In Vieux Hull’s case, there is a special urgency to Mawt Trood’s work, as the grid is literally in the process of being redrawn. Less remembered, perhaps, is that in 1969 the federal government committed, within 25 years, to put one quarter of all of government buildings on the Hull side. Some of the shops depicted in Trood’s exhibit have already been expropriated and slated for demolition, to make way for new government buildings or parking lots, as part of a last belated push to meet that target. Mawt Trood draws inspiration, both visually and in subject matter, from a wide variety of illustrated books, that include childhood favourites like Michel Rabagliati’s “Paul à Quebec” and Alain Grée’s “1000 Questions,” period pieces like Miroslav Sasek’s 1960s “This is New York,” and Pascal Blanchet’s throw-back “White Rapids,” the true story of a town that was destroyed to make way for a hydroelectric dam in the Saguenay, and ends with the townspeople throwing the keys to their houses off a bridge into the waters below.

Trood also recommends “Le soleil se lève à l’Est,” a recent documentary on the Hochelaga- Maisonneuve neighbourhood in East-end Montreal. And that’s not mention Piet Mondrian, one of the all-time great grid-smiths and champions of a minimal colour, architectural worldview. 

Special for Remixed, Mawt Trood is also planning four illustrations of Chinatown, featuring Shanghai, Raw Sugar, So Good, and an aerial grid of Chinatown. These are all places that he sees as Chinatown’s heartbeat. Trood was gracious enough to give me a sneak-peak of the Chinatown map, and I can tell you it’s all shaping up nicely. (Actually, my immediate reaction came thanks to my stomach: ‘mmm looks like a Singapore noodle grid.’ What can I say, we were coming on suppertime but, fortunately, my comment was met with laughing approval.) Mawt Trood is especially happy that the Chinatown map will connect up with the earlier one of Vieux Hull, where Booth Street meets the bridge over the river. Talk of Booth Street, naturally, got us onto Lebreton Flats, the most tragic story of gentrification in Ottawa’s history, and possibly its biggest failure to see the beauty in urban life and its many daily stories. (If you don’t know the history, check out this “Fields of Lebreton” clip.)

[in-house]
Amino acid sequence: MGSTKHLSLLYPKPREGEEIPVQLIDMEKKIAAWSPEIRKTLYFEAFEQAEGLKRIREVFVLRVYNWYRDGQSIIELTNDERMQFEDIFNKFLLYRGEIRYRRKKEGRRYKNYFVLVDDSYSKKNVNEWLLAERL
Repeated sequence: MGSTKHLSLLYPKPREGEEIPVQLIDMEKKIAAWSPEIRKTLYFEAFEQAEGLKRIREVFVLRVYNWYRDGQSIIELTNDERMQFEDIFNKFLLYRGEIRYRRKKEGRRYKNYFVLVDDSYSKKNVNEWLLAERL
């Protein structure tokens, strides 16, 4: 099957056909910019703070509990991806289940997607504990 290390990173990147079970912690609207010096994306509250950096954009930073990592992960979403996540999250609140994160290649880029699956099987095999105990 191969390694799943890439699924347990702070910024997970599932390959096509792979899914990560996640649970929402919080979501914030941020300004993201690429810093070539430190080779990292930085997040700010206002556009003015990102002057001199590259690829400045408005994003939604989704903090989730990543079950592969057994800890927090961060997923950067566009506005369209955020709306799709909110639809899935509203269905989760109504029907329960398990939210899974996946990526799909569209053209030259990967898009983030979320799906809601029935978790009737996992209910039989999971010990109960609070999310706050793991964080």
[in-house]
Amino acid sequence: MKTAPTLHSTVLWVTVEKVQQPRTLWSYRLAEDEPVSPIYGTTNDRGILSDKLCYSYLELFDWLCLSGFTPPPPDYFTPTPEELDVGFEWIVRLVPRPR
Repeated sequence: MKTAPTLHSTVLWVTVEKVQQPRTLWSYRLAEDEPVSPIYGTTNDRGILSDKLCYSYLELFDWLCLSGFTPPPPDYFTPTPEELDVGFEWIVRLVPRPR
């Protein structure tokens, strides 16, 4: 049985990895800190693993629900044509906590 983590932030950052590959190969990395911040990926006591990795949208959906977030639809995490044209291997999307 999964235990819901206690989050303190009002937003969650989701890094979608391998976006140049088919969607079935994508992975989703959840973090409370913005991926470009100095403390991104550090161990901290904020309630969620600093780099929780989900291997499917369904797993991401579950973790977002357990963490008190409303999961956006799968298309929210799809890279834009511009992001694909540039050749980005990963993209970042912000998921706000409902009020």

Next up, Mawt Trood has set his sights on Vanier, the next great frontier for Ottawa hipsters and gentrification and, if you ask me, a diamond in the rough kind of place par excellence. A tour of West Coast cities – Victoria, Seattle, Portland, San Francisco and San Diego – with two-week stops in each is also on the drawing board for summer 2015…. So stay tuned for more! Mawt Trood was invited to participate by one of Remixed’s guest curators, Zara Ansar. Zara curates/operates the Ottawa Velo Vogue site, and the Plaid Parade. Check out more Mawt Trood originals, including professional graphic design and animation projects at: